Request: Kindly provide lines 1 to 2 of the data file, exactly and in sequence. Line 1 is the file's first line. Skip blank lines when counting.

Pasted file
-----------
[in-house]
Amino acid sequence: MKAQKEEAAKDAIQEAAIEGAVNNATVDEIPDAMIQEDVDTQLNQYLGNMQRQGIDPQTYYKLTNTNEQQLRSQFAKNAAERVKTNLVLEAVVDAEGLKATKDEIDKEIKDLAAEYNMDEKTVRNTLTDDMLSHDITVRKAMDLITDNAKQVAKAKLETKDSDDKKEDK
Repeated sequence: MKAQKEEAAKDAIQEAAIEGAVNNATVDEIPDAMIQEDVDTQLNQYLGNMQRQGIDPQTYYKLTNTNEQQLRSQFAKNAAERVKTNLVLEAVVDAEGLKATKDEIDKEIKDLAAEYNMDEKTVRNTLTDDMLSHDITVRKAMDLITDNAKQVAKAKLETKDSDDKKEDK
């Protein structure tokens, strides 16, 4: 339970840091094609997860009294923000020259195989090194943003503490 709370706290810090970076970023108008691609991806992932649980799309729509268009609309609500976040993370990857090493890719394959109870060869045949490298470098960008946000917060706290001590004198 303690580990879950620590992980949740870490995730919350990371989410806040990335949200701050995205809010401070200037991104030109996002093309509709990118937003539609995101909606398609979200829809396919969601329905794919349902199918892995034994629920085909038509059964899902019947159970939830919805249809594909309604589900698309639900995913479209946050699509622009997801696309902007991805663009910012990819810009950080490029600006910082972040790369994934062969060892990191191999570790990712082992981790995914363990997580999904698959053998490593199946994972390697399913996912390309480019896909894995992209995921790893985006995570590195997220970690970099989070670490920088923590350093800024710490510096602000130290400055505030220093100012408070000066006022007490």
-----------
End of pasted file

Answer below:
[in-house]
Amino acid sequence: MKAQKEEAAKDAIQEAAIEGAVNNATVDEIPDAMIQEDVDTQLNQYLGNMQRQGIDPQTYYKLTNTNEQQLRSQFAKNAAERVKTNLVLEAVVDAEGLKATKDEIDKEIKDLAAEYNMDEKTVRNTLTDDMLSHDITVRKAMDLITDNAKQVAKAKLETKDSDDKKEDK